Date of Graduation

Spring 5-18-2018

Document Type


Degree Name

Master of Arts in International Studies (MAIS)


College of Arts and Sciences


International Studies

First Advisor

Jeffrey Paller

Second Advisor

Brian Dowd-Uribe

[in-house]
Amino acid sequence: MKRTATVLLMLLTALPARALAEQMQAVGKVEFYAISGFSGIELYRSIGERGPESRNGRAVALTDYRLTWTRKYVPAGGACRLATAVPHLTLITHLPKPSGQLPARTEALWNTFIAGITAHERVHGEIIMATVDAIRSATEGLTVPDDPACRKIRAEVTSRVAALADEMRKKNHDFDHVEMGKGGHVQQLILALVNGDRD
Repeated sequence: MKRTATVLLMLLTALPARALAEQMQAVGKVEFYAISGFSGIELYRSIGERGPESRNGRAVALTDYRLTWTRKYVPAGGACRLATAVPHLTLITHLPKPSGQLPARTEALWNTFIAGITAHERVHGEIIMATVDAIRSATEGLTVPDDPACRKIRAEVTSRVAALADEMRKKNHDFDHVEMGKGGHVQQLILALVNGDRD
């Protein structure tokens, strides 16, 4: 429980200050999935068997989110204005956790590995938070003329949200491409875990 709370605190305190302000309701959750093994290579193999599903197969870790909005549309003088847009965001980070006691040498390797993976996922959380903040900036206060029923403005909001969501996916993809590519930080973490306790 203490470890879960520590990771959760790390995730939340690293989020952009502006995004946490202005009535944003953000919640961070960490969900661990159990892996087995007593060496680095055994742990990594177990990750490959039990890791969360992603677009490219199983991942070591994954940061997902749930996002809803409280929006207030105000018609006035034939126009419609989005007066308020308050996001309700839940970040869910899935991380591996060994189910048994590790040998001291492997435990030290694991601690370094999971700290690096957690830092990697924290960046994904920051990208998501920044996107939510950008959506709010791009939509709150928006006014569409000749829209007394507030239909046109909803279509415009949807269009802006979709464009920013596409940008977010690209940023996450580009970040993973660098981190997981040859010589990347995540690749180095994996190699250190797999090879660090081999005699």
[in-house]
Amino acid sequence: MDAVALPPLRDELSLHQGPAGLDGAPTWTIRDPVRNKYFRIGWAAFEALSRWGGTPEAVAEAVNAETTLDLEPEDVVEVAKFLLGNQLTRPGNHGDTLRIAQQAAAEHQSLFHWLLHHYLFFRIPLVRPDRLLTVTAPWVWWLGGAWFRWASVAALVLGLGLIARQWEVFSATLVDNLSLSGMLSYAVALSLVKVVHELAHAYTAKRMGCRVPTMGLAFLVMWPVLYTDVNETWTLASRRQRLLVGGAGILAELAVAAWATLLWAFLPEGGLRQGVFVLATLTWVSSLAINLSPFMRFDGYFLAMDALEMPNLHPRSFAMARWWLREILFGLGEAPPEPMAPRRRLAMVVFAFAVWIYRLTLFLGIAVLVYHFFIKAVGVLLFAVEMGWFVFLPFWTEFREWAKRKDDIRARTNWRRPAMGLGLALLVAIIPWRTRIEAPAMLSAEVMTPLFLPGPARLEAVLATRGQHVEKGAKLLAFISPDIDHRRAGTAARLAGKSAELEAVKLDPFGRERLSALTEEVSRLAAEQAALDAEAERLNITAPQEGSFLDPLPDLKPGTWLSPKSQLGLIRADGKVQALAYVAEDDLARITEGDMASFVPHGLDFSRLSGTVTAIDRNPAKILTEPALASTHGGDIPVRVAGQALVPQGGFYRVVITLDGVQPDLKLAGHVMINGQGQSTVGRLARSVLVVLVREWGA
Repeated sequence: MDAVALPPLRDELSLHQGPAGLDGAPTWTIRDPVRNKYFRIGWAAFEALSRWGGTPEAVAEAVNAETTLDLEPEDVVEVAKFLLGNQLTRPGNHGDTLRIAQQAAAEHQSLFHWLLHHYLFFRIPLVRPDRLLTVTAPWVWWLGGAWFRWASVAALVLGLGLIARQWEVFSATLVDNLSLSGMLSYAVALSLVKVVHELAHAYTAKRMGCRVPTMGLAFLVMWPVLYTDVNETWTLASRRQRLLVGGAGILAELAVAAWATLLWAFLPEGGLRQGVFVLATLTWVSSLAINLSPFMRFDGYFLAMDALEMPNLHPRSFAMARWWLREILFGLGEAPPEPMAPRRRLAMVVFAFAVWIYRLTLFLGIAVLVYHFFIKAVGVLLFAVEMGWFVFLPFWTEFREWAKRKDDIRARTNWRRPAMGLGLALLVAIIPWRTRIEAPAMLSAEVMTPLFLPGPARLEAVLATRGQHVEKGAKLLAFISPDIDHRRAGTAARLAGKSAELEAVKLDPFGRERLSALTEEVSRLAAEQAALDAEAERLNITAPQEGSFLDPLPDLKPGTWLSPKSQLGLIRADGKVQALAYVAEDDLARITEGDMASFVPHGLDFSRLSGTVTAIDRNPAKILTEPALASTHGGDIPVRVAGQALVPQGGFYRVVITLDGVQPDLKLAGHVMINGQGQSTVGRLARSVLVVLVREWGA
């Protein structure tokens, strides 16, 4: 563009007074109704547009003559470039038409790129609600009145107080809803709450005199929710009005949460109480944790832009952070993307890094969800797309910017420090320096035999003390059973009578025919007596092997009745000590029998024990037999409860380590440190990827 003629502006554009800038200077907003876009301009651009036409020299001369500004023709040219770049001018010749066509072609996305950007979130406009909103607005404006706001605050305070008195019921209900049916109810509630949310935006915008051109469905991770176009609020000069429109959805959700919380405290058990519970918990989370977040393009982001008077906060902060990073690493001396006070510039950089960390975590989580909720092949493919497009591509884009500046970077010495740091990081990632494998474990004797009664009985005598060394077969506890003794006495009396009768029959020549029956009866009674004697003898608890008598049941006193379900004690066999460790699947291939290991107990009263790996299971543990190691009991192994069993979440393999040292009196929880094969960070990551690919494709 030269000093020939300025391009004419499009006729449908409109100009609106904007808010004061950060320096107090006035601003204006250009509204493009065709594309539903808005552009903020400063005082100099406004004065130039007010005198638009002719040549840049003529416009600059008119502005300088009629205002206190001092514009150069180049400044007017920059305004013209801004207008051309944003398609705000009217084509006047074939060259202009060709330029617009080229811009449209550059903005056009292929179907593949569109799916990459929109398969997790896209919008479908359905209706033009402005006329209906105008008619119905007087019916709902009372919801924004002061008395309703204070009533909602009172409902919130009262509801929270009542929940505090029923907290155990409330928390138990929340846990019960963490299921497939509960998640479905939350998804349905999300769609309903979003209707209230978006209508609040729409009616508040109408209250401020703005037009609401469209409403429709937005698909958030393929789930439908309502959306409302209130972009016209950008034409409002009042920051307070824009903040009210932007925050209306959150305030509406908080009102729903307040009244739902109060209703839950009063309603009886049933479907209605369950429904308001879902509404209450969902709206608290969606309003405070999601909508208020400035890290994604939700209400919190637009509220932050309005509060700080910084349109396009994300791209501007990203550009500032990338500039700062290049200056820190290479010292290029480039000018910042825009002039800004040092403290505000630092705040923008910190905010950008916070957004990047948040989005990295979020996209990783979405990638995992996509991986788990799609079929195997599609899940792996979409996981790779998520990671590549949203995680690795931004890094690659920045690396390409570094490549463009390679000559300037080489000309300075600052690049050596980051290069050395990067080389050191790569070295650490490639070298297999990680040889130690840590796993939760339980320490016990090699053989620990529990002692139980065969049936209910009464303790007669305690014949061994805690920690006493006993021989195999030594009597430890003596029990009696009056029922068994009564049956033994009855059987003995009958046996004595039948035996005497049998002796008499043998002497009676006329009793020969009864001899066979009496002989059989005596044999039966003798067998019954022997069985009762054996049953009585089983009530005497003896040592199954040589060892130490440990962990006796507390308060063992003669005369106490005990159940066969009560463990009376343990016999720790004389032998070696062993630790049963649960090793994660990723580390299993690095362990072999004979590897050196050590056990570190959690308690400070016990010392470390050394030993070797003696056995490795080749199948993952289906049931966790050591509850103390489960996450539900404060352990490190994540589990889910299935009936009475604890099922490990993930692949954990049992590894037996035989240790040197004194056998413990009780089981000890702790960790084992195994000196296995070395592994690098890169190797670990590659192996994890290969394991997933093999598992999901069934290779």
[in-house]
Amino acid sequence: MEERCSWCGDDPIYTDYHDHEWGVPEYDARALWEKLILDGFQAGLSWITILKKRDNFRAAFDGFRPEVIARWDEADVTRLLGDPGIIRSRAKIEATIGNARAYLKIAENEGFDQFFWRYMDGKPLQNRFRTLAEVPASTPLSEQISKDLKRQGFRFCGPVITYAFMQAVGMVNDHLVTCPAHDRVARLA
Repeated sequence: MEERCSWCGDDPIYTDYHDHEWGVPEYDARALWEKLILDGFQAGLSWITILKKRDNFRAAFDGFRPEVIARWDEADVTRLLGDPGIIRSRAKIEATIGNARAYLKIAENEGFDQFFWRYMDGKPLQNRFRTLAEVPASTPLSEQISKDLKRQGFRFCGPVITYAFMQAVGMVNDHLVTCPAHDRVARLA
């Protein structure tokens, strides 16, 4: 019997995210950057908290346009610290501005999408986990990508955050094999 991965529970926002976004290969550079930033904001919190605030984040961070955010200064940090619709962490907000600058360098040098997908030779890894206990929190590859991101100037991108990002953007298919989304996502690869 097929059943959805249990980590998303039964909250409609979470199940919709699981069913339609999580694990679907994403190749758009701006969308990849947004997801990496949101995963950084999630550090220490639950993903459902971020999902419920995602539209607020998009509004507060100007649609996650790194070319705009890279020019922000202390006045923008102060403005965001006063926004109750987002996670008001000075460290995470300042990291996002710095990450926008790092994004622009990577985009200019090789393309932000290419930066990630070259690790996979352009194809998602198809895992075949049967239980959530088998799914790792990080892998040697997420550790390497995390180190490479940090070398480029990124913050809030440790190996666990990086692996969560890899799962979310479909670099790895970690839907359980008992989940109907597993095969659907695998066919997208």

Conflict surrounding the extraction and trade of natural resources is not an uncommon phenomenon. Especially in the case of the Democratic Republic of Congo (DRC), which has historically suffered from the negative impacts of the resource curse since their mineral wealth was first discovered by their Colonial administrators. The importance of Congo’s minerals has fluctuated over the years but has peaked during recent times, as their use in technological advancements are becoming more vital. The global demand for these mineral ores have sky rocketed and consequentially, the largely informal trade has benefitted certain rebel groups, playing a pivotal role in the ongoing violence of Africa’s War. Despite the heightened media attention on the region, the development and enforcement of new international regulations and the creation of industry-led initiatives employed to break the tie between minerals and armed conflict in the DRC, violence is still prevalent. This thesis attempts to understand why this is, arguing that the dominant Western narrative on conflict minerals and its links to the ongoing violence is limited, as it neglects the historical context of the onset of the fighting, as well as the voice of local miners and grassroots organisations in formalisation efforts. I argue that this simplistic account and understanding of the conflict, has impeded current efforts as it overlooks and fails to solve the fundamental and underlying causes of Congo’s conflict.